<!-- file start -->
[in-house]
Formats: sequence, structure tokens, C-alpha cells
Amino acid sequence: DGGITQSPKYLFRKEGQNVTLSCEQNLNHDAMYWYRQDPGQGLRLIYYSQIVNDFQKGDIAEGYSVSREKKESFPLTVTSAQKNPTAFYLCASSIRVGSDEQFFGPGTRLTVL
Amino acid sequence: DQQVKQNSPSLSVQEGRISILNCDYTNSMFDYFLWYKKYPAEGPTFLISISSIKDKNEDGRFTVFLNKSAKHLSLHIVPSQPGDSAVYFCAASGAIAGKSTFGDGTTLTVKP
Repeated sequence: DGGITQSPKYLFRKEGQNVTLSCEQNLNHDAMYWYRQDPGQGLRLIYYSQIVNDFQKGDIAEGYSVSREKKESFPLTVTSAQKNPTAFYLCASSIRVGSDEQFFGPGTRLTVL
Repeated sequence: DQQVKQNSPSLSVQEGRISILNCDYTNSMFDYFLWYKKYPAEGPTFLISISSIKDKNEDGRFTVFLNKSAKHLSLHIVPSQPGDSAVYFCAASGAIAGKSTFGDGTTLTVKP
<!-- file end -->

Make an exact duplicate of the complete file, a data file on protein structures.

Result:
[in-house]
Formats: sequence, structure tokens, C-alpha cells
Amino acid sequence: DGGITQSPKYLFRKEGQNVTLSCEQNLNHDAMYWYRQDPGQGLRLIYYSQIVNDFQKGDIAEGYSVSREKKESFPLTVTSAQKNPTAFYLCASSIRVGSDEQFFGPGTRLTVL
Amino acid sequence: DQQVKQNSPSLSVQEGRISILNCDYTNSMFDYFLWYKKYPAEGPTFLISISSIKDKNEDGRFTVFLNKSAKHLSLHIVPSQPGDSAVYFCAASGAIAGKSTFGDGTTLTVKP
Repeated sequence: DGGITQSPKYLFRKEGQNVTLSCEQNLNHDAMYWYRQDPGQGLRLIYYSQIVNDFQKGDIAEGYSVSREKKESFPLTVTSAQKNPTAFYLCASSIRVGSDEQFFGPGTRLTVL
Repeated sequence: DQQVKQNSPSLSVQEGRISILNCDYTNSMFDYFLWYKKYPAEGPTFLISISSIKDKNEDGRFTVFLNKSAKHLSLHIVPSQPGDSAVYFCAASGAIAGKSTFGDGTTLTVKP